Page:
Our very own Kevin Morrissey, third officer on Queen Mary 2, is proud to be flying the flag for Cunard as he’s made the news where he’s from in Nashua, New Hampshire in the US. You can read the full article below:

Deep blue sea; Nashua sailor mans bridge on ocean liner

Nashua’s Kevin Morrissey could drive a Harley like his dad’s or a pickup truck or any other vehicle, but… no.
His mode of transport weighs 150,000 tons and is propelled by 200,000 horsepower.

Morrissey, 35, is a navigator on the bridge of the Queen Mary 2. It is a transatlantic passenger liner that is the flagship of the Cunard Line’s trio of grand vessels – the QM2, the Queen Elizabeth and the Queen Victoria.

Morrissey, a graduate of the 2000 class of Nashua Senior High School, is a third officer, one of a handful of seasoned navigators whose manipulations on the bridge of the 19-deck passenger liner take the ship and an average of 2,800 passengers on regularly scheduled, 14-day round trips between New York and Southampton, England.

Warmer destinations visited by the QM2 during wintertime travel include Singapore, Bermuda, the Caribbean, Sydney, Australia and many more.

Morrissey said he has always had a passion for sailing. His father, Dennis, his mother, Susan, and an older brother, Eddy, spent summers with him at the family’s camp on Lake Winnipesaukee. They owned two speedboats through the years. Young Kevin always waved to people on the Mount Washington excursion boat as it passed.

“I never realised how much my parents did for us,” Morrissey said. “We had boats and the camp on the lake. In junior high, they let me go on educational tours to Spain and France.”

Morrissey said that seeing faraway lands was one motivator for him to find employment at sea. His training at State University of New York Maritime College, the University of New Hampshire, the Coast Guard Academy and the Massachusetts Maritime Academy honed his navigation skills and secured solid maritime certifications in ship handling.

“My passion for sailing was fired up even more when the Queen Elizabeth 2 went aground in 1993,” Morrissey said. “I was 12. My dad took me to see it in dry dock in Boston. I couldn’t believe how massive it was.”

These days, he said he also finds it hard to believe that his workplace offers him and his six fellow bridge mates such an interesting lifestyle. He always broadcasts a heads-up to guests whenever he sees humpback whales swimming along the Grand Banks, a stretch of hundreds of miles of continental shelf off Newfoundland.

Morrissey, the only American on the bridge, is one of three third officers who work shifts of eight hours. Alongside him may be the captain. There also may be a deputy captain, a safety officer, a first officer and one or another of two second officers. Each has many duties attending to the steering, the radar system, the computers, the engine performance indicators and a multitude of weather surveillance components. Winds can top 90 knots, or 103 mph, he added.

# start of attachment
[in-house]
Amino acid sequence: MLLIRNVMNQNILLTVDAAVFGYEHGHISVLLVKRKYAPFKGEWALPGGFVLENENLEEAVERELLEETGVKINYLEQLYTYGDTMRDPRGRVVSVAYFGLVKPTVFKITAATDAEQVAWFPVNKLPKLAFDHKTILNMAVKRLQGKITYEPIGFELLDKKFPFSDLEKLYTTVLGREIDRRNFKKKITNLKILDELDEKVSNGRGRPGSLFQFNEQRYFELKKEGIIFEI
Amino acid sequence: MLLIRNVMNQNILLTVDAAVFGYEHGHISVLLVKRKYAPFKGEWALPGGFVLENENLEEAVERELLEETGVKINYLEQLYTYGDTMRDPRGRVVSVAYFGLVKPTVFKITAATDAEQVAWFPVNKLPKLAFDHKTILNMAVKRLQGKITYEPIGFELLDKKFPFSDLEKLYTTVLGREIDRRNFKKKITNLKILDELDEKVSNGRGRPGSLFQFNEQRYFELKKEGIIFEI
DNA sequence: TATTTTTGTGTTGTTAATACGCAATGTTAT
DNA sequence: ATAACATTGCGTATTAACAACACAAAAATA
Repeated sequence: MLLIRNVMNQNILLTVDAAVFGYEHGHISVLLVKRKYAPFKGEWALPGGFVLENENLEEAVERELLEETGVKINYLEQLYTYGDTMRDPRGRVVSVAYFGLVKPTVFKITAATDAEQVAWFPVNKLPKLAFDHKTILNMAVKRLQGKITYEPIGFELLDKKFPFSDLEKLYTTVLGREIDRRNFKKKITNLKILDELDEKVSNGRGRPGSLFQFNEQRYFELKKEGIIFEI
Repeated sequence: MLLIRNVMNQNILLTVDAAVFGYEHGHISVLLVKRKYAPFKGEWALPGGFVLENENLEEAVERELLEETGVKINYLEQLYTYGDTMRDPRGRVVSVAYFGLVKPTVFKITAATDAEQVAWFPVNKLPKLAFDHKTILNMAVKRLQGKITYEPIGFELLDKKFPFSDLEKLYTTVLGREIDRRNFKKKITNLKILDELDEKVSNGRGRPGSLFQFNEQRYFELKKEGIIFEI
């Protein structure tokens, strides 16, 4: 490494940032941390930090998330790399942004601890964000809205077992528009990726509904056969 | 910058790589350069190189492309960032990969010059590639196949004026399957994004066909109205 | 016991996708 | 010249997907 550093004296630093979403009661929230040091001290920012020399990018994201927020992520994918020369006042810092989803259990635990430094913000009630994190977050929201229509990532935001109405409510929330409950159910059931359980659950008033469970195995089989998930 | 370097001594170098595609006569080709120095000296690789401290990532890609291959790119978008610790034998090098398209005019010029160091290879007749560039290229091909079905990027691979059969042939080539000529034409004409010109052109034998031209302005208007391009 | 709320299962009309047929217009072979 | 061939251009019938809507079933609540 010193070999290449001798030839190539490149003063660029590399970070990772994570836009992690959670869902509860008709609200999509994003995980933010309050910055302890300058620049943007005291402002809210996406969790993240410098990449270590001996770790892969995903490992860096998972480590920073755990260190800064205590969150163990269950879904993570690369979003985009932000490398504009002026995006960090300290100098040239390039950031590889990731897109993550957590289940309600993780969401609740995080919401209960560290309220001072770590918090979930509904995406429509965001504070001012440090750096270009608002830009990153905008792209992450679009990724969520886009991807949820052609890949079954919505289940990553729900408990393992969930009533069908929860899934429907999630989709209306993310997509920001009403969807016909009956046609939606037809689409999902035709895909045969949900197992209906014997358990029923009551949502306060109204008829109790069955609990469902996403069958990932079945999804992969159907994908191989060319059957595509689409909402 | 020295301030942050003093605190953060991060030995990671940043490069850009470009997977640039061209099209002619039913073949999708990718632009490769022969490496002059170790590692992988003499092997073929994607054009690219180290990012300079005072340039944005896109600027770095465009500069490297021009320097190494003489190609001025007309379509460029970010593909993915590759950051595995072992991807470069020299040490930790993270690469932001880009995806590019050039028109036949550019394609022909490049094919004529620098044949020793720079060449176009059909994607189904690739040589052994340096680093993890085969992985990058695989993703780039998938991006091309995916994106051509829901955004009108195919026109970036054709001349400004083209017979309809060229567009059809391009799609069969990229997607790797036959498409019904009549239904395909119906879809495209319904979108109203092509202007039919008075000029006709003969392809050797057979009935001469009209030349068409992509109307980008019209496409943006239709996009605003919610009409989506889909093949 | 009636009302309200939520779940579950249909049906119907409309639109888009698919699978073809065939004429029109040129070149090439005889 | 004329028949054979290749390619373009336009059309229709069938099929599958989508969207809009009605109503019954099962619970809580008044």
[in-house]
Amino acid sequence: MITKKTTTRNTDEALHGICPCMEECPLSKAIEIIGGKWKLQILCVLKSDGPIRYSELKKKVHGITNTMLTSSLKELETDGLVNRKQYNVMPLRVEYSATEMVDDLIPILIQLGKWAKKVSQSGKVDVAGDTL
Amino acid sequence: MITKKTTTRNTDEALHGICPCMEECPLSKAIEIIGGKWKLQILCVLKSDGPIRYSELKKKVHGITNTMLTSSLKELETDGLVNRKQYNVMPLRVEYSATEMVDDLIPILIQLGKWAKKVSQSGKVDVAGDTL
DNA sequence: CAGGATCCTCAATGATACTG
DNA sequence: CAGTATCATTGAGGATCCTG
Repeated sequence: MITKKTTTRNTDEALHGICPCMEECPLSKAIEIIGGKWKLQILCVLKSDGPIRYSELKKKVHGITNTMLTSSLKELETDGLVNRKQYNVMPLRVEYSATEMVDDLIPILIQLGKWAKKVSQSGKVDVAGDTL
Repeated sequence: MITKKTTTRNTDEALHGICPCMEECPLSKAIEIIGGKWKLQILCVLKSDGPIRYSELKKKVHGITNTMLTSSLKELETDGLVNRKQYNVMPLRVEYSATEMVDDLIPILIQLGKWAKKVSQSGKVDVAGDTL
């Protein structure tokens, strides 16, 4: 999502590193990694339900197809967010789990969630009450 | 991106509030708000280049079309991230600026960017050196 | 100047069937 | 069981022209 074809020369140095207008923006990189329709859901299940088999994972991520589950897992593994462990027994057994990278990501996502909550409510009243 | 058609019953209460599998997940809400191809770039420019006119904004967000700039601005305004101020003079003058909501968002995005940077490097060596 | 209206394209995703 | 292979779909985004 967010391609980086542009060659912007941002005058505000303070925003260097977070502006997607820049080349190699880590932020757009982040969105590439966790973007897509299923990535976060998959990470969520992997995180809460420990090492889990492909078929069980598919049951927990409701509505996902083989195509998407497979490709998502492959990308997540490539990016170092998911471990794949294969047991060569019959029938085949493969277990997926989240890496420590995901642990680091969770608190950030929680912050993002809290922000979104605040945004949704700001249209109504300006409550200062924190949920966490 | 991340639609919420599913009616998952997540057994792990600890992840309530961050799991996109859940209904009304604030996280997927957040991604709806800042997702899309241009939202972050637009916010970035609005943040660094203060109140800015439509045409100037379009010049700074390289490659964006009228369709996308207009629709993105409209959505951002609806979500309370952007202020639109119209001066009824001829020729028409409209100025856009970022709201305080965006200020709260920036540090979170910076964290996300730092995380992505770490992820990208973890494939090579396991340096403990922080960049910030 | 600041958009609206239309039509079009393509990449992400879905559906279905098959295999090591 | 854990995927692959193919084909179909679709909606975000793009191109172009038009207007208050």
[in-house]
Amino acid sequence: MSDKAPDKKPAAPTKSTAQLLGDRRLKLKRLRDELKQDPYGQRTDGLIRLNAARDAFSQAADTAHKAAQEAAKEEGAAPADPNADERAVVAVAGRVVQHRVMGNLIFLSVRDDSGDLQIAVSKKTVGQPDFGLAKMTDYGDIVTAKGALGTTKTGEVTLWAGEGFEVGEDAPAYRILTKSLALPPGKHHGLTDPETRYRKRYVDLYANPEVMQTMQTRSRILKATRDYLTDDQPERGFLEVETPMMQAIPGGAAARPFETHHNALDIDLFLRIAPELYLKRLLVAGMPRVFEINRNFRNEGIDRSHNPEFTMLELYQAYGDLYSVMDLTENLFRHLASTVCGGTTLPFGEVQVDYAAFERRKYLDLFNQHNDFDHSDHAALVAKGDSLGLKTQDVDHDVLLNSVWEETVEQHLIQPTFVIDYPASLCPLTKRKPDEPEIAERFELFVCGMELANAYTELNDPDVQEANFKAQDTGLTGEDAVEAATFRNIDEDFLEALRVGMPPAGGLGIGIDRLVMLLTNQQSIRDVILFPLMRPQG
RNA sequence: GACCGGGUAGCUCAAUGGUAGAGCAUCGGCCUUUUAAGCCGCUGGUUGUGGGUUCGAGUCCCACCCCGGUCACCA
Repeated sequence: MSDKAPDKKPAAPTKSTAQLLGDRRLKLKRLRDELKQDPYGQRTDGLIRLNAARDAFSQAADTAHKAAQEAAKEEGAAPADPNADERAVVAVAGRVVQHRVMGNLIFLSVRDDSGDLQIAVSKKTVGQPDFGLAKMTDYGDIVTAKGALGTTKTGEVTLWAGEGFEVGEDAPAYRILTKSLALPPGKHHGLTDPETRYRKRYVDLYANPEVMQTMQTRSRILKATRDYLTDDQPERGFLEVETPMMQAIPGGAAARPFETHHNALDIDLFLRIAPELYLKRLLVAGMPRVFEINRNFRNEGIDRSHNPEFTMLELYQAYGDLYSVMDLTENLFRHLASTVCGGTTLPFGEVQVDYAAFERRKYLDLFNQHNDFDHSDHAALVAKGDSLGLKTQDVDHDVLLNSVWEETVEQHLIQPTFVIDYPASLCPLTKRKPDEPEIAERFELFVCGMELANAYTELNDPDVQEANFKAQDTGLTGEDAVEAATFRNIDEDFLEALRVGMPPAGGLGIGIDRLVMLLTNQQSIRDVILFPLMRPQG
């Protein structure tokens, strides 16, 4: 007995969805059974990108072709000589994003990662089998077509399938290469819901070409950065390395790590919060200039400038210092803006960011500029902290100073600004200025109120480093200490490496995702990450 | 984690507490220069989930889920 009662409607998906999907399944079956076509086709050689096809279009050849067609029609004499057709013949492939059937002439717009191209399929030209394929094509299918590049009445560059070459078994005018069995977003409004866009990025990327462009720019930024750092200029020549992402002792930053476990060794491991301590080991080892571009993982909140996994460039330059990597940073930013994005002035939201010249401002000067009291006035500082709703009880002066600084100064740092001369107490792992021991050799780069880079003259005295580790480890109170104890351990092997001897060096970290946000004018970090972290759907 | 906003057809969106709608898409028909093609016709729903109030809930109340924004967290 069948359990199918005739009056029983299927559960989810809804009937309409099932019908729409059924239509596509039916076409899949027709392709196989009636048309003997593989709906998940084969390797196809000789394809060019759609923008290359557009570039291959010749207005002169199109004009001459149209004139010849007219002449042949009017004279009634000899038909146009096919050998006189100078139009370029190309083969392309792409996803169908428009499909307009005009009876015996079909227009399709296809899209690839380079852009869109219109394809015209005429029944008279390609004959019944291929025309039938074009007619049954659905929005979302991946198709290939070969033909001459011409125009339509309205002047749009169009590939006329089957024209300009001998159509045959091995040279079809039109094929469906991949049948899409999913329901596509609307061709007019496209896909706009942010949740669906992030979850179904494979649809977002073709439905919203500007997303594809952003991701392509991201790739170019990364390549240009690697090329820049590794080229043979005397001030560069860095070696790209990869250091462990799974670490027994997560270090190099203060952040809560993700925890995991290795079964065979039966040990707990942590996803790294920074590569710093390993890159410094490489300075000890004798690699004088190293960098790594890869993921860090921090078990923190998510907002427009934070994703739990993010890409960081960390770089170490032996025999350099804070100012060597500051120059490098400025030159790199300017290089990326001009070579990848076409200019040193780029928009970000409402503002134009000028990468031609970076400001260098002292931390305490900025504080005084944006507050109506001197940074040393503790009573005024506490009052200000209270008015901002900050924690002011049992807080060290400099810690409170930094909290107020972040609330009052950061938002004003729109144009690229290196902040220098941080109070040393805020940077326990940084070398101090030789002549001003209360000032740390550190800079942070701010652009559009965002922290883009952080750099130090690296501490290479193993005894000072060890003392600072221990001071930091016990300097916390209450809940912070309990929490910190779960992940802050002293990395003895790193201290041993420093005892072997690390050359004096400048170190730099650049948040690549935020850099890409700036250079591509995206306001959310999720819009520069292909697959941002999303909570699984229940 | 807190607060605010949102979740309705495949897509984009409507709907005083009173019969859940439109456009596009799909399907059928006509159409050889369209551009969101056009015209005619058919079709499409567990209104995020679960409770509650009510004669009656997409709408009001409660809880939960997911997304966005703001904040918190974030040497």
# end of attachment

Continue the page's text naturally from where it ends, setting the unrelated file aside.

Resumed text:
“It’s a 24/7 operation,” Morrissey said. “It’s not a cruise, it’s a voyage. We could power Nashua, Manchester and Merrimack with the power of the ship.”

Morrissey said he enjoys connecting with the ship’s guests when he is off his shift. He spends time walking the ship’s length of 1,132 feet and looking in on its 47 venues, where guests and celebrities find entertainment, dining, sports, shopping, spa treatments or relaxation. The ship has a casino and five swimming pools. Luxurious staterooms and suites, dozens of restaurants and bars, and world-class entertainment in the grand Royal Court Theatre or elsewhere are highlights of a voyage. In addition, Morrissey said the QM2 has an extensive library, an art gallery and the only planetarium, a 500-seater, to be found on any ocean liner.

“It’s all about guest service,” Morrissey said. “It’s about going above and beyond. That’s why we’ll go around and meet guests, do bridge tours and tell them when we spot sea life. It’s reminiscent of a more grand time in ocean travel.”

Morrissey has worked for Celebrity Cruise Line and Disney Cruise Line. His maritime license credentialed him to help his Coast Guard brethren during Hurricane Sandy in 2012 and during the Deepwater Horizon oil spill that poisoned the Gulf of Mexico starting in 2010. He applied for his current job when he saw a post on LinkedIn, an online networking site. It said the Cunard Line was hiring. “I actually put an email on LinkedIn, and Cunard got right back to me,” Morrissey said. “I did a Skype interview.

“I knew I got the job when my request was answered with, ‘You must be the American who’s begging to get on a Cunard Line. Which ship would you like to be on?’ ”

He chose the QM2, and has realised his passion. He sails. He socialises. He hobnobs with film stars, rock stars, business moguls and ordinary people from many continents. He gave a televised tour of the ship that was featured on “Chronicle,” a WMUR production, in July.

“It’s the only time in my life I’ve felt a little cocky,” Morrissey said. “I’ve worked hard to get here, and I love my job.”

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